Act Utilitarianism By Shafer-Landau's Ethical Theory

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Brennan, Warren – PHI220 DL01 – Short Paper 1
Utilitarianism, as presented by Shafer-Landau, is an interesting ethical theory in that it presents the idea that at times it is immoral to act in a manner that we’ve been taught is moral. I will argue that Act Utilitarianism is a sound ethical theory and that it’s precepts are utilized in modern society despite many public figures making pronouncements against this behavior. Act Utilitarianism is sound because it allows its supporters to resolve conflicts that other ethical theories struggle with. It also fits within the norms of recognized moral behavior on a day to day basis while being based upon the idea of treating every individual’s well-being equally.
In his writings, Shafer-Landau, explains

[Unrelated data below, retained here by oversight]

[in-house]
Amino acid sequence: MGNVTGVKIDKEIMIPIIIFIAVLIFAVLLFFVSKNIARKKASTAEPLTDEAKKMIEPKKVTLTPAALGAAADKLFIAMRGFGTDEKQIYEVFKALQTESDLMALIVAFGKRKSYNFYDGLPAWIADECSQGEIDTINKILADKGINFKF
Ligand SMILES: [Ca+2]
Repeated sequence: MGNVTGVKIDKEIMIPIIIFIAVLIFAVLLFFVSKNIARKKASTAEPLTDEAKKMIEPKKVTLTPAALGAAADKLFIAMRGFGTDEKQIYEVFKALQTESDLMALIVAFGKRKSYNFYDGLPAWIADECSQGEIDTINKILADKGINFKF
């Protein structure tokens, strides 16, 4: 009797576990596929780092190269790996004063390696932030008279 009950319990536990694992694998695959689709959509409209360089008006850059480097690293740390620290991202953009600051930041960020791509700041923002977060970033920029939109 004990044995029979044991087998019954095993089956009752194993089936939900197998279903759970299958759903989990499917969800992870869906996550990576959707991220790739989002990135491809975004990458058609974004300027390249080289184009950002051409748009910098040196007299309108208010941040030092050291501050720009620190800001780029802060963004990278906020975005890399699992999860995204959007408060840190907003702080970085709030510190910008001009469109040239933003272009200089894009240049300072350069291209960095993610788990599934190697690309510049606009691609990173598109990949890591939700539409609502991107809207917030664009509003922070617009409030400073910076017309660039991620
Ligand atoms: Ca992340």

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First is the idea of impartiality. All people who will be affected by an action have their individual well-being measured. Shafer-Landau states that no preferential weight is given to individuals due to wealth, race or any other aspect. Everyone will be treated as unique and equal in calculating the net result. This means that we look out for society vs. favoring our friends, family and selves. Secondly, Act Utilitarianism confirms most of our existing moral theory’s because it looks at the overall net balance of goodness, it sees that acts like random rape, murder and theft result in a net negative and thus are against the morals of an Act Utilitarian. Thirdly, Act Utilitarianism enables us to resolve conflicts that other ethical theories struggle with. The example we read given in the text was about lying to a friend. While normally we would look at lying to a friend as morally wrong, if we are lying to protect their feelings and the overall net result is positive, then Act Utilitarianism supports lying. Lastly, Act Utilitarianism support moral flexibility. While many ethical theories have hard rules about never acting in certain ways, Act Utilitarian find that it is immoral to be bound by a rule if the net result of breaking that rule is for the positive benefit. The example Shafer-Landau gives is the Donner Party, where cannibalism enabled the survival of people who would have

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